Reactive oxygen species in redox cancer therapy

Cancer Lett. 2015 Oct 10;367(1):18-25. doi: 10.1016/j.canlet.2015.07.008. Epub 2015 Jul 14.


The role of reactive oxygen species (ROS) in cancer cells has been intensively studied for the past two decades. Cancer cells mostly have higher basal ROS levels than their normal counterparts. The induction of ROS has been shown to be associated with cancer development, metastasis, progression, and survival. Various therapeutic approaches targeting intracellular ROS levels have yielded mixed results. As widely accepted dietary supplements, antioxidants demonstrate both ROS scavenging ability and anti-cancer characteristics. However, antioxidants may not always be safe to use since excessive intake of antioxidants could lead to serious health concerns. In this review, we have evaluated the production and scavenging systems of ROS in cells, as well as the beneficial and harmful roles of ROS in cancer cells. We also examine the effect of antioxidants in cancer treatment, the effect of combined treatment of antioxidants with traditional cancer therapies, and the side effects of excessive antioxidant intake.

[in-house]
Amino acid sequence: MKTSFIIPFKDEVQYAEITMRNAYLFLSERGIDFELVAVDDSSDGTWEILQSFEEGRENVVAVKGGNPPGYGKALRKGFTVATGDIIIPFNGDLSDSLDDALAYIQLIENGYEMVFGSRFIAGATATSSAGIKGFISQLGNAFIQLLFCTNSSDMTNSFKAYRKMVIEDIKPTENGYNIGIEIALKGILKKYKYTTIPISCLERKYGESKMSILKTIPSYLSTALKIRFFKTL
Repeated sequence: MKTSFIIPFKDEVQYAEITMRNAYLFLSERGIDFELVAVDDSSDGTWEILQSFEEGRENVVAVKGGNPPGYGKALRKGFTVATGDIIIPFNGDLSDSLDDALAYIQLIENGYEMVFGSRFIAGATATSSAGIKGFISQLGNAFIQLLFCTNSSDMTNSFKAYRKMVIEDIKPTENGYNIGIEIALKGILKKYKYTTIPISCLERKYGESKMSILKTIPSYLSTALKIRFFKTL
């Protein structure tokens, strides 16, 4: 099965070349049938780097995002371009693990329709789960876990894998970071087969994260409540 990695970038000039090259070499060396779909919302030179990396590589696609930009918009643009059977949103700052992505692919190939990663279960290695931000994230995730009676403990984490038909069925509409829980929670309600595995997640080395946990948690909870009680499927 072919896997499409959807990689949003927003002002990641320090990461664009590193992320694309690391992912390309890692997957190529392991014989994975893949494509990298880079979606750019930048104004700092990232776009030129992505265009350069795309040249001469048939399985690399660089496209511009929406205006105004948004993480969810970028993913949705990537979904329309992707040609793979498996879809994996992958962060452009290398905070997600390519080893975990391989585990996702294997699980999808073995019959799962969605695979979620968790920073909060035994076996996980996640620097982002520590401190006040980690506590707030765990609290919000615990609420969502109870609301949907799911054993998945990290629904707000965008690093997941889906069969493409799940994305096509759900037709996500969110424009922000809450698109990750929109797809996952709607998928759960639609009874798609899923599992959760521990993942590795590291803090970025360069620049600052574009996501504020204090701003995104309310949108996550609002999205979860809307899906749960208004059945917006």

Keywords: Antioxidant; Cancer therapy; Oxidative stress; Redox; Tumor.

Publication types

  • Research Support, N.I.H., Extramural
  • Review

MeSH terms

  • Animals
  • Antineoplastic Agents / adverse effects
  • Antineoplastic Agents / therapeutic use*
  • Antioxidants / adverse effects
  • Antioxidants / therapeutic use*
  • Humans
  • Neoplasms / drug therapy*
  • Neoplasms / metabolism
  • Neoplasms / pathology
  • Oxidation-Reduction
  • Oxidative Stress / drug effects*
  • Reactive Oxygen Species / metabolism*
  • Signal Transduction / drug effects
  • Treatment Outcome


  • Antineoplastic Agents
  • Antioxidants
  • Reactive Oxygen Species